AN ARCHEOLOGY enthusiast is renewing his campaign for a dig in Birkby.
A host of archaeological interest has been focussed on two Huddersfield sites recently.
Now Stephen Priest, of Aspley, has suggested that Grimescar Woods may also hold hidden treasures.
In 1958, a kiln was discovered in the woods by school pupils. It operated as a tilery for the fort and dated back to 100AD.
Retired optician Mr Priest said: “I believe that the kiln may have supplied far more than just the roofing tiles for the fort.
“It may well have provided materials for many building projects much further afield.”
In a recent planning report put forward by Graham Bruce from On-Site Archeology, he wrote: “Many of the materials required for use within the fort were produced at the Roman industrial site discovered within Grimescar Woods.
“Tiles for use in the fort building and bath-house and pottery vessels were produced at this location.
“These products would have been brought to the fort along Roman Road 712.”
Trenches have currently been dug at Lindley Moor as archeologists hope to find remains of the road.
Mr Priest said: “Part of the trackway connecting the kiln in Grimescar woods to the Roman road from that York to Chester road is still visible to this day.”
“I feel that Grimescar Woods has not been explored to its full potential. There is evidence of buildings only 80 yards away from the kiln and I know previous digs did not include an 80 yard radius.”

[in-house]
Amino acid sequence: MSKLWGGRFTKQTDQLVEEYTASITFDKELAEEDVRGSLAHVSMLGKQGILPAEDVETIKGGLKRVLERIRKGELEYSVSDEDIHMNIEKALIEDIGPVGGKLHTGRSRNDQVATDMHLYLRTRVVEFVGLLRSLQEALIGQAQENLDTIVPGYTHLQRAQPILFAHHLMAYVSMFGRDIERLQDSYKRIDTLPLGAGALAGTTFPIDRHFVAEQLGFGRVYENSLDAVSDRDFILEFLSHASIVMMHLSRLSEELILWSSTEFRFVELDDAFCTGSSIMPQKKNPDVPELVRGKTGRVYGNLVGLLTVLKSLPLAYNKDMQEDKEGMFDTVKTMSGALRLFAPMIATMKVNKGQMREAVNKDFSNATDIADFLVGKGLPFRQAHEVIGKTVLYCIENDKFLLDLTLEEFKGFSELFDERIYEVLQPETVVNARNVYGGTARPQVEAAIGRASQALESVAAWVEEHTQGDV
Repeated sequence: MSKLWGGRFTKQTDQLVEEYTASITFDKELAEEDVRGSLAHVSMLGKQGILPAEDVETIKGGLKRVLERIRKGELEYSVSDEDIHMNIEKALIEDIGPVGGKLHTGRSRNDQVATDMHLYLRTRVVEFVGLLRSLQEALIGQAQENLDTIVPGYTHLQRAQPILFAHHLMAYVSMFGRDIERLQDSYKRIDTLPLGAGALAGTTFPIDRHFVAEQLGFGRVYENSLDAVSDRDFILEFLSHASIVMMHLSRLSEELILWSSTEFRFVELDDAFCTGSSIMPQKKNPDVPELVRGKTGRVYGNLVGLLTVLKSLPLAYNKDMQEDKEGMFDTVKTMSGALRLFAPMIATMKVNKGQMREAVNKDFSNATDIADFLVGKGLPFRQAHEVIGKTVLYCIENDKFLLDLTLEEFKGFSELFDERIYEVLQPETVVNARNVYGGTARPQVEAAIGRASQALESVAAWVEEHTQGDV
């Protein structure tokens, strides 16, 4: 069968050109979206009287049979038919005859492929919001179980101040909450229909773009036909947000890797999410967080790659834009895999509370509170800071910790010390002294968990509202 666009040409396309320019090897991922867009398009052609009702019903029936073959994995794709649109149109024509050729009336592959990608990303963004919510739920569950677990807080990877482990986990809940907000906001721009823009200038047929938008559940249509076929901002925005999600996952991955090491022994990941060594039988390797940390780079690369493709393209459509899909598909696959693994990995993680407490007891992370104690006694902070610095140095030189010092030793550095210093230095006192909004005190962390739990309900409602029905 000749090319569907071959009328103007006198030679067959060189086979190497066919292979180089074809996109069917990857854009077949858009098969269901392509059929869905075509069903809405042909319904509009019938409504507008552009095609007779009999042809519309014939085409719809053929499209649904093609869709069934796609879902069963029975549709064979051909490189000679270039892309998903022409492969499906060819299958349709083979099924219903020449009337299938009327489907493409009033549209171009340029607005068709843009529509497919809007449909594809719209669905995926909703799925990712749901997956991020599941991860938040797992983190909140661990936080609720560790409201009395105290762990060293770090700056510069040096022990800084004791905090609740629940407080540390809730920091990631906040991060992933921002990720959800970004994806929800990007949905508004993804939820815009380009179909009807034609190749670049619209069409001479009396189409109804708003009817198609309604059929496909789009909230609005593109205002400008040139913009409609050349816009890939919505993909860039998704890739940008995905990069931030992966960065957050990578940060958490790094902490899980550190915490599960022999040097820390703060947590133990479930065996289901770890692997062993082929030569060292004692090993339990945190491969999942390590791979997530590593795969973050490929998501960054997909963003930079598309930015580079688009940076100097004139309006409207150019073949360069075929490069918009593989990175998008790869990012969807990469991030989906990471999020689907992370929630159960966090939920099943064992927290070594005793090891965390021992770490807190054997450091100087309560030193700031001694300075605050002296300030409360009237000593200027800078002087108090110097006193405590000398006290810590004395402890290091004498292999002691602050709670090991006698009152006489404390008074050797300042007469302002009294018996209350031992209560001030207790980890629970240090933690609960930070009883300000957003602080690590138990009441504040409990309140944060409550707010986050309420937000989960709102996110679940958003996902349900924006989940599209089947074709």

“The problem is in order to do an archeological dig you need a large amount of money and expertise. I urge anyone who is interested in this to get involved.
“Clearly the full extent and nature of the Roman site in Grimescar Woods can only be determined by an excavation.”
Mr Priest, who is involved with several conservation groups, also campaigned for the dig in 2008.
Amateur archaeologists from the Huddersfield and District Archaeological Society recently campaigned to raise money for a dig at the Slack Fort in Outlane.
In June, Granville Clay, fieldwork co-ordinator of Huddersfield and District Archaeological Society, said: “We have found good evidence that the Romans were active at Slack for much longer than anyone previously imagined. This is the result of years of effort by dedicated amateur archaeologists.”
Mr Clay did not want to comment about the Grimescar Woods site.